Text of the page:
Oral health conditions like gum disease are very common among adults in Canada, but many people aren't aware that children can also be affected by gum disease. Here, our Collingwood dentists explain how this can happen and how you can help prevent it.
What is gum disease?
Gum disease, also called periodontitis, is an infection of the oral cavity that affects the gums and teeth. In severe cases, it can even impact the supporting jaw bone.
When it comes to gum disease, gingivitis is the earliest and mildest stage. It is also the form that is most common in children and teenagers.
What are the causes of gum disease?
When plaque builds up in your mouth as a result of poor or lapsed oral hygiene, gum disease occurs. And this is a common issue in children.
Plaque is a stick substance that forms on teeth when bacteria and food debris aren't removed from a mouth on a routine basis. Tartar will form as plaque accumulates, infect the gums and cause them to become red and swollen.
There are still some other causes of gum diseases that children aren't necessarily immune to. Mouth breathing, for example, is a cause of chronic dry mouth, which in turn can lead to gingivitis if not handled properly. Further, a diet full of starches and sugars won't provide enough nutrients to the gums and teeth, further increasing the risk of gum disease in children.
During puberty, hormonal changes can also contribute to gum disease. This is because blood flow is abnormally increased because of hormonal imbalances. These imbalances can create sensitive gums and teeth which are, in turn, more susceptible to the buildup of plaque.
What are the symptoms of gum disease?
Gum disease can manifest itself in a number of different ways depending on where it progresses. While the early symptoms of gum disease are mild in comparison to it's more severe symptoms, they are still uncomfortable, inconvenient, and warning signs for potentially more serious issues that may arise in the future.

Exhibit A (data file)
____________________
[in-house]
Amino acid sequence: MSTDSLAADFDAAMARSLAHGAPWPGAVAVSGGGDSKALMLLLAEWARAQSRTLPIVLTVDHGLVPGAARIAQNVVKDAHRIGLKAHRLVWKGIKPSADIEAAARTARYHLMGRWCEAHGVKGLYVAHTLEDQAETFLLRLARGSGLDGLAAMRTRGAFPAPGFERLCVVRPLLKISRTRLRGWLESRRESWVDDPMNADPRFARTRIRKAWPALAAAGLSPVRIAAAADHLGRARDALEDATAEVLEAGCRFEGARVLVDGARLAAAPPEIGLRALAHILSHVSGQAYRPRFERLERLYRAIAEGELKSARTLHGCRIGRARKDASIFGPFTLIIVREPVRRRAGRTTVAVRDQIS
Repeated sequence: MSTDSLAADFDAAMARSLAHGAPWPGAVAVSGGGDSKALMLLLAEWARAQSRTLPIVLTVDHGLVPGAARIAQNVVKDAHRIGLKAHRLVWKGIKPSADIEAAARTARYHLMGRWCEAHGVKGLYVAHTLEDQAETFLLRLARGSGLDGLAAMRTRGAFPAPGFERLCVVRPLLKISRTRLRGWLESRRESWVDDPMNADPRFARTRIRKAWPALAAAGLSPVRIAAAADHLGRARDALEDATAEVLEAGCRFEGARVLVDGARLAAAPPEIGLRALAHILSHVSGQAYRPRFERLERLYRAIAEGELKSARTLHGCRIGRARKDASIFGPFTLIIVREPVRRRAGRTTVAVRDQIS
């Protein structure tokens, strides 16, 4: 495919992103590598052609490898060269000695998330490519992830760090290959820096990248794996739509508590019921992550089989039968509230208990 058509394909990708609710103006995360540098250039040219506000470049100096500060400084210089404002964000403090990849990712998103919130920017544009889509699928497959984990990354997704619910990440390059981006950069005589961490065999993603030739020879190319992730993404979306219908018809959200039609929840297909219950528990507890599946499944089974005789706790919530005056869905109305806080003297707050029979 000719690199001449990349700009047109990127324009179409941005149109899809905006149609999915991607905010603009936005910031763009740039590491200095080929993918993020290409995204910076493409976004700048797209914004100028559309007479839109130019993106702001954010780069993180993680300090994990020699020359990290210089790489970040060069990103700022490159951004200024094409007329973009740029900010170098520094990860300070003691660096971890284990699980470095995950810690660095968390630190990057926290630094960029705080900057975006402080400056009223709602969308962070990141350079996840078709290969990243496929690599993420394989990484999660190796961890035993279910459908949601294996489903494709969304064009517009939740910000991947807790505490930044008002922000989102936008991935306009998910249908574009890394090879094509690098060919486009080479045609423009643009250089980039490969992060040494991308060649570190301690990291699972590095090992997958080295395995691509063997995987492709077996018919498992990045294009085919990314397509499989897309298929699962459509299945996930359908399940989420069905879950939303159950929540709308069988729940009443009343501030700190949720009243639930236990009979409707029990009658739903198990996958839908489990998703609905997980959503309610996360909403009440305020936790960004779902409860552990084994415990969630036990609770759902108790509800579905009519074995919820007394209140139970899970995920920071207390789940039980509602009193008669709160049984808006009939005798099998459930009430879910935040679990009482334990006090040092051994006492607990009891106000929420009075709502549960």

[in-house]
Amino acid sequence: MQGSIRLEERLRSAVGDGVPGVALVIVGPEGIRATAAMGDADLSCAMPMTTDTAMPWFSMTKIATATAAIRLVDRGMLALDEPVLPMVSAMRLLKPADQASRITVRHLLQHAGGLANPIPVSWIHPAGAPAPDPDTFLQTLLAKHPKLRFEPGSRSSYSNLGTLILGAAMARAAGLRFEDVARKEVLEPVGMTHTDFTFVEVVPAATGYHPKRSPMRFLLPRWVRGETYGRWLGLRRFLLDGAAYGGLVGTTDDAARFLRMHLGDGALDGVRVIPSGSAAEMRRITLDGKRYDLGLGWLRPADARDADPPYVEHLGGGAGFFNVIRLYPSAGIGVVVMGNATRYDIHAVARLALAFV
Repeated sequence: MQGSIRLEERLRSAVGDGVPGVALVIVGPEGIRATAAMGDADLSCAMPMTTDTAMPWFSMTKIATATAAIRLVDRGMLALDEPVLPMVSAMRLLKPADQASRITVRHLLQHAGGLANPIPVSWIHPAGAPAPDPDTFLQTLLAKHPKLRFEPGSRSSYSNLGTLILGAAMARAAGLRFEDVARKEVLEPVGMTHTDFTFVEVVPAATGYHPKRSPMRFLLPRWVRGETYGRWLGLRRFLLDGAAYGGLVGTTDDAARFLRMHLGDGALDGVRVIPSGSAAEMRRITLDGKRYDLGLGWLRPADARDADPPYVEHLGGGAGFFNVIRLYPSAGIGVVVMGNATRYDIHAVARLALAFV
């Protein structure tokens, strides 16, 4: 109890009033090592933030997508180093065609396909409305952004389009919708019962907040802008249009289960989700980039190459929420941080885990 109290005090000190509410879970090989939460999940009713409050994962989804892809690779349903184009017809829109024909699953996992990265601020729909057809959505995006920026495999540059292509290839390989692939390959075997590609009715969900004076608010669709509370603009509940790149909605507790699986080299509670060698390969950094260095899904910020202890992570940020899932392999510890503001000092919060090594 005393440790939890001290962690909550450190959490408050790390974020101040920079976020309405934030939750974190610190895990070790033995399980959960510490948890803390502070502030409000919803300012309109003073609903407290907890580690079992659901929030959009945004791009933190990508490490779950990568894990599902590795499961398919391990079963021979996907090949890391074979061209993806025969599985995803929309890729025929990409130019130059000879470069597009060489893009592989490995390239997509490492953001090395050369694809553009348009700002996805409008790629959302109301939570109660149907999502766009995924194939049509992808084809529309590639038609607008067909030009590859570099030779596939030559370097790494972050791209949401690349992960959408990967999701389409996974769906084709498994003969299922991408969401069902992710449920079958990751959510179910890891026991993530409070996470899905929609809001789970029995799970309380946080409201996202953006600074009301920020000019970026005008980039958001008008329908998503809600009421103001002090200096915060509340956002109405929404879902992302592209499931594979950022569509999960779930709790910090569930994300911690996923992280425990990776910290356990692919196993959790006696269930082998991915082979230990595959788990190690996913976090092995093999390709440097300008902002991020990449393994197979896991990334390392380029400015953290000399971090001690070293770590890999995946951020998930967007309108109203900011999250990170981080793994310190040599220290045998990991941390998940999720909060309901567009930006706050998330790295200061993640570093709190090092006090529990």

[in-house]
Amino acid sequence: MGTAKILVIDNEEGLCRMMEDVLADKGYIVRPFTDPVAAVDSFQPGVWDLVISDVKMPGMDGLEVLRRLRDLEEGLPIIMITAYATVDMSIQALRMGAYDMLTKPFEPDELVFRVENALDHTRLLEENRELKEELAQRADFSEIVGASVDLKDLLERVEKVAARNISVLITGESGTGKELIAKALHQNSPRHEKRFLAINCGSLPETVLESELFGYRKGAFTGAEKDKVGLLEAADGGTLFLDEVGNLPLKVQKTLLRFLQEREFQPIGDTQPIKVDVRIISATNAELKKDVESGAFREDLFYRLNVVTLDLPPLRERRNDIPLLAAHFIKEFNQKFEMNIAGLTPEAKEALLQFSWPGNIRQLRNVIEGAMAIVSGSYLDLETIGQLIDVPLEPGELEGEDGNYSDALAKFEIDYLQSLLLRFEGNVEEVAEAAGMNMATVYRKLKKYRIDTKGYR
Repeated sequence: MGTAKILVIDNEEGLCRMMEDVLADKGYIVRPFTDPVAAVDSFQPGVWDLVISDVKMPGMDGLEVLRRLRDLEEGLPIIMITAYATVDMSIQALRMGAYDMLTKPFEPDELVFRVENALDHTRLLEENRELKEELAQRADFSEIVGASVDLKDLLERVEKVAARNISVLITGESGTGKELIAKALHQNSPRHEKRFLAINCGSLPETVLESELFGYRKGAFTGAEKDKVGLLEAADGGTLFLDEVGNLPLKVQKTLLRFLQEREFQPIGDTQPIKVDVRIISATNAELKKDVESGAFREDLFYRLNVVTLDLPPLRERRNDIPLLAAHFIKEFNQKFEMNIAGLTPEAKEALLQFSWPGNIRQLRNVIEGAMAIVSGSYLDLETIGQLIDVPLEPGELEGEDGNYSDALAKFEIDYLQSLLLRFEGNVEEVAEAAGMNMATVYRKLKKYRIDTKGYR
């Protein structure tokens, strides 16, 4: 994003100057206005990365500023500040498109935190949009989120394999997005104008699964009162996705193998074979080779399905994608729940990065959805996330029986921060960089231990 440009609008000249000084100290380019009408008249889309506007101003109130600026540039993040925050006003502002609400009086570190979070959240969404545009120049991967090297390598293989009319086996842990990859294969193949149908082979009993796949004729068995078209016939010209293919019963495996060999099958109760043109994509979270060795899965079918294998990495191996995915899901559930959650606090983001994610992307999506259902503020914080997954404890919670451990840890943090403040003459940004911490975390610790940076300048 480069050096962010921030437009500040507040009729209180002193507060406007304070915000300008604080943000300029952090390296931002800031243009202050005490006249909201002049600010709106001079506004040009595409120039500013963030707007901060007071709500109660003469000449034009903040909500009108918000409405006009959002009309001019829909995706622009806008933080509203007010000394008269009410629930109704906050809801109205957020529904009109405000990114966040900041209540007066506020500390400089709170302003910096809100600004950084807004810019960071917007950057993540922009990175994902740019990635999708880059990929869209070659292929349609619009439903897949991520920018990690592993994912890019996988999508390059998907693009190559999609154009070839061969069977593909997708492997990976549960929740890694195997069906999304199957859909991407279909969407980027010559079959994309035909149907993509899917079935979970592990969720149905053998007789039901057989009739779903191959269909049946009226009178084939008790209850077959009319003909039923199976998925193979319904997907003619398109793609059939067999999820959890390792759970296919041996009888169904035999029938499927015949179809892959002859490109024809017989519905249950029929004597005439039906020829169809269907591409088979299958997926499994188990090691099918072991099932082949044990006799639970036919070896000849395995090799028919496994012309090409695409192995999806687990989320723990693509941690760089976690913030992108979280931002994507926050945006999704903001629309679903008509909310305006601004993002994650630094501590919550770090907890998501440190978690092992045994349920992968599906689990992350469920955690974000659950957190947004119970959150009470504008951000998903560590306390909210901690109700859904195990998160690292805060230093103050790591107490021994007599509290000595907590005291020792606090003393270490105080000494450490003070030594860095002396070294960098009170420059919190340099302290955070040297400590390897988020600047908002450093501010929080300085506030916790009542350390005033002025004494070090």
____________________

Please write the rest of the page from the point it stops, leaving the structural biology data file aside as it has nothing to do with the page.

Early symptoms of gum disease tend to include:
- Bad breath
- Inflamed or swollen gums
- Bleeding gums during flossing
If gum disease is allowed to progress unchecked and untreated, it will eventually manifest itself in more severe symptoms.
Advanced symptoms of gum disease tend to include:
- Receding gums
- Sensitive teeth
- Painful chewing
- Loose teeth (which may eventually fall out)
- Periodontal pockets (space between the gums and teeth)
Preventing Gum Disease in Children
Gum disease can be prevented in both children and adults through a number of quite simple steps. It may not be a surprise that maintaining good oral hygiene is critical to preventing gum disease from developing in the first place.
An effective oral hygiene routine at home, as well as regular dental visits for cleanings and examinations, are essential components of good oral health.